An amazing amount of data is being visualized here. Mousing on the mapwill pick up the specific data for each county. There is a bar up top for discovering the evolution over time. It would be great if there is an animation button so the map can be played out without clicking. An animated gif will also do (similar to the disease map we featured some time ago).
The colors on the first map represent the origin of the top ethnic group in each county. Within each group, the tint of the color further displays the percentage of the population that group accounts for. The subgroups appear to be 0-2%, 2-5%, over 5%. The last subgroup is very wide.
Not so keen on the second map with all those bubbles. They show the number of people from each country by county. The bubble size is proportional to population. Every version of this map looks the same because the population is concentrated in the cities and the interior is sparsely populated, no matter what ethnic group.
Regardless, this is another laudable effort by the crew at theTimes.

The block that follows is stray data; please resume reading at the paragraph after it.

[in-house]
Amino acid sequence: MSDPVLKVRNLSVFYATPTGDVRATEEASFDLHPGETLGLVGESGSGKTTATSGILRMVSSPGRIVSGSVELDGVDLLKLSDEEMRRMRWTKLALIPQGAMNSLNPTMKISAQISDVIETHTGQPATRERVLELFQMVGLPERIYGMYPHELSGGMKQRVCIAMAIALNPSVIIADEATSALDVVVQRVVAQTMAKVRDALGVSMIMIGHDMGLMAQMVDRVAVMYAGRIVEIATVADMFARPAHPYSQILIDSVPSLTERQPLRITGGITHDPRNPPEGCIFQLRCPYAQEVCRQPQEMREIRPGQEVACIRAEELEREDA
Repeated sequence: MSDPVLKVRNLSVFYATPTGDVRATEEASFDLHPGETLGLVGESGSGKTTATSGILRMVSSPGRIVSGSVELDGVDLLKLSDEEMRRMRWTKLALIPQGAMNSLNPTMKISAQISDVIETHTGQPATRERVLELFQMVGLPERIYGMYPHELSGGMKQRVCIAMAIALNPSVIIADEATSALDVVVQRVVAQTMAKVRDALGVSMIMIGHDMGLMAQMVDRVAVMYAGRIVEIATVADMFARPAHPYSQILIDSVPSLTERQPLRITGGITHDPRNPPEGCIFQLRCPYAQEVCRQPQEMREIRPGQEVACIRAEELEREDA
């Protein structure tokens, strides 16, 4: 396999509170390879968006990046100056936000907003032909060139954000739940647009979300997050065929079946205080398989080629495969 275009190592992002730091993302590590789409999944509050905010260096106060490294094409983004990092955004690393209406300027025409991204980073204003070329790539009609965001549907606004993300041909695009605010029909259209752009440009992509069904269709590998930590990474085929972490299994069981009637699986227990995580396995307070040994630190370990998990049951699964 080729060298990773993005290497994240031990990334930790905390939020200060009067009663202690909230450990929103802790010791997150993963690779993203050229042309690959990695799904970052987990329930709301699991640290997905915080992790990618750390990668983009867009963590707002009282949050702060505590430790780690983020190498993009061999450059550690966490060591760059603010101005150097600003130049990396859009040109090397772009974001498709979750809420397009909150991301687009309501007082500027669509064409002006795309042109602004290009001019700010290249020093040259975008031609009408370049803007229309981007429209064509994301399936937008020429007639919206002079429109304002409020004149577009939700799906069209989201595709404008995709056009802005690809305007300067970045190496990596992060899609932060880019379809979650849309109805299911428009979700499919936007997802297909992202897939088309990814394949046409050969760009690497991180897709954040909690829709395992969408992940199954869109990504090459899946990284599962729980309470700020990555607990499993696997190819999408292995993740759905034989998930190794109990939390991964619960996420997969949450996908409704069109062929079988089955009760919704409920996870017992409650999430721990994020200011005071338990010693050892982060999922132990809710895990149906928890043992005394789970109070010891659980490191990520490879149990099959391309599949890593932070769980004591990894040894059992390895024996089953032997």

Reference: "Immigration Explorer", New York Times, March 10 2009.
The original graph threw us off our sense of scale. It seemed to be saying all these oil companies are roughly the same size but one grew much faster than the others. The red color and the setting off of the data above the title of the chart seemed to announce some important find.
The junkart version on the right reversed everything to our normal sense of scale. It is a version of the bumps chart, one of my favorites.
So we find that Total is the smallest of these oil companies, about half the size of ExxonMobil -- you wouldn't know that from those abysmal bubbles! Adding to the problem is that the growth data is used to sort the companies while the actual production data is hidden in the data labels.